what I mean. My instructor told me it would either be the perfect fit and it wouldn’t be uncomfortable when the chute deployed, or it was going to be an unfortunate fit and I might be in sheer pain for the rest of the fall — and that was up to how well I strapped myself in. Ooo, when I tell you I couldn’t have been more nervous about making sure I was strapped in correctly, I need you to trust me: I was practically sweating at the thought. Luckily, I did well. No pain, just an awesome glide back down to the ground. I was lucky, but my instructor told me he had seen some men who weren’t. A word of advice to the men: BE CAREFUL.

  6. Flying never gets old, but being on the ground does. One of the first things I asked my instructor on the way up was if skydiving ever felt ‘typical.’ I’ve spent a lot of time on roller coasters and unfortunately they’re not what they used to be for me. He assured me there was never a moment where it felt common to skydive. It’s pretty much a blessing to be able to fly through the sky, and after doing it for myself, I can see why. I’ve been on an adrenaline high for days now. I’m not going to be going back for a jump right away, since I’ve got a lot of other items on my bucket list that deserve some attention. Still, I’ll definitely be back.
  7. Just because you don’t land on your feet doesn’t mean you won’t stand back up. When my instructor was explaining how we would hit the ground, he told me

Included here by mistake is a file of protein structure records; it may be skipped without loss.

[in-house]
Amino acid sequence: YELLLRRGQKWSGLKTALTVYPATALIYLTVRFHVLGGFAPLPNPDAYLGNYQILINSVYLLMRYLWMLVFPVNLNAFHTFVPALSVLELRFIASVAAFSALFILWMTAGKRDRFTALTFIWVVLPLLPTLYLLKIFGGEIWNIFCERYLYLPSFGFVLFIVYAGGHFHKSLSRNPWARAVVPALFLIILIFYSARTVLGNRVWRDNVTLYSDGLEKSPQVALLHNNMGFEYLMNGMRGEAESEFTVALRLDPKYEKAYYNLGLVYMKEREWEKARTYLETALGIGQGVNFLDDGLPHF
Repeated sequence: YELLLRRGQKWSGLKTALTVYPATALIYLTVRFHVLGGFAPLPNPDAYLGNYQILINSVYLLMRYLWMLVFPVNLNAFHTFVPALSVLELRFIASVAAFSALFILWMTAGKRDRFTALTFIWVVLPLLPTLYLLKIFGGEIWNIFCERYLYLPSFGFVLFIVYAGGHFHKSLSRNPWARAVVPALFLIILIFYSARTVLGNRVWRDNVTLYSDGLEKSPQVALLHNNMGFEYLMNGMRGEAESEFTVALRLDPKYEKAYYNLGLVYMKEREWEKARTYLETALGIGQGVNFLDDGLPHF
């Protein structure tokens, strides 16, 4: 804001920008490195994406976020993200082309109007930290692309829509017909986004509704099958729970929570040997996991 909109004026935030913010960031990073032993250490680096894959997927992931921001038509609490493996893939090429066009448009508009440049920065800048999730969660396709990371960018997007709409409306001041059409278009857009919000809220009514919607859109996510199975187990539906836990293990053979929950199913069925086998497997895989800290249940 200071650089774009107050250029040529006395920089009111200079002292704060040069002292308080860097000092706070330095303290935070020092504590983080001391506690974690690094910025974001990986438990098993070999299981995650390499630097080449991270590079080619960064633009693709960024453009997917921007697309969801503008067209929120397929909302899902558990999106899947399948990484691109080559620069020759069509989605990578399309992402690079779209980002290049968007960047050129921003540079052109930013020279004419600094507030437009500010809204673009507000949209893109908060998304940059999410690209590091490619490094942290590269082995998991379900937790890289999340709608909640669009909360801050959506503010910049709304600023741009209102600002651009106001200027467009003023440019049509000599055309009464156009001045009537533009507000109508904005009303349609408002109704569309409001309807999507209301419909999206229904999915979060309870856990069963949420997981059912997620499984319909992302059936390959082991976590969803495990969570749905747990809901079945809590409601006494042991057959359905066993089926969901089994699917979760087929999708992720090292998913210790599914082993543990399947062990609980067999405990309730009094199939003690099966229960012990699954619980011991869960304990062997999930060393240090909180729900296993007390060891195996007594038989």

It’s hard to see from here, but Brooke and her instructor fell over one another. Oops!

    I needed to pull my legs up to my chest so that he could take the bulk of the landing. The purpose of this would allow us both to slide across the grass on our butts for a smooth landing that would save us from broken legs and sprained ankles. Even though my friend Brooke and her instructor tried to land on their feet and toppled over one another (it’s dependent on the wind, which wasn’t blowing hard enough at the time), they both got up from it. That’s a life lesson, I think. You may not always come out swinging in a trying moment, and you may not always land on your feet, but that doesn’t mean you’re down and out. Sometimes, you’ve got to climb in order to stand. Is there something you’re afraid of doing today? Stop being afraid of failing; just do it!

  8. Take the time to appreciate what’s around you. It was hard for me to pay attention to things when we were in the middle of a sudden back-flip, but I made sure while free falling that I looked around and took in the bird’s eye view of the world. There’s no reason to take any moment for granted. Don’t let a second pass you by, especially when you’re skydiving. Enjoy the moment and the view. Skydiving, like everything in life, is over before you know it. It’s the small moments that you’ll appreciate the most, so make sure you take it all in.

Overall, what a thrilling experience. I was as excited to cross the first item off my bucket list as I was to begin planning my next adventure. I think I’ve found my own personal Fountain of Youth; if I keep making it mission to achieve everything on my bucket list, how can I ever grow old?

Have you been skydiving? Tell me about your experience!


6 Comments on “What I learned while skydiving

  1. What a wonderful way to document your jump! I agree, Danny, I too still have my ‘high’ going, and I feel different somehow. Everything you wrote above probably describes why I feel that difference. : )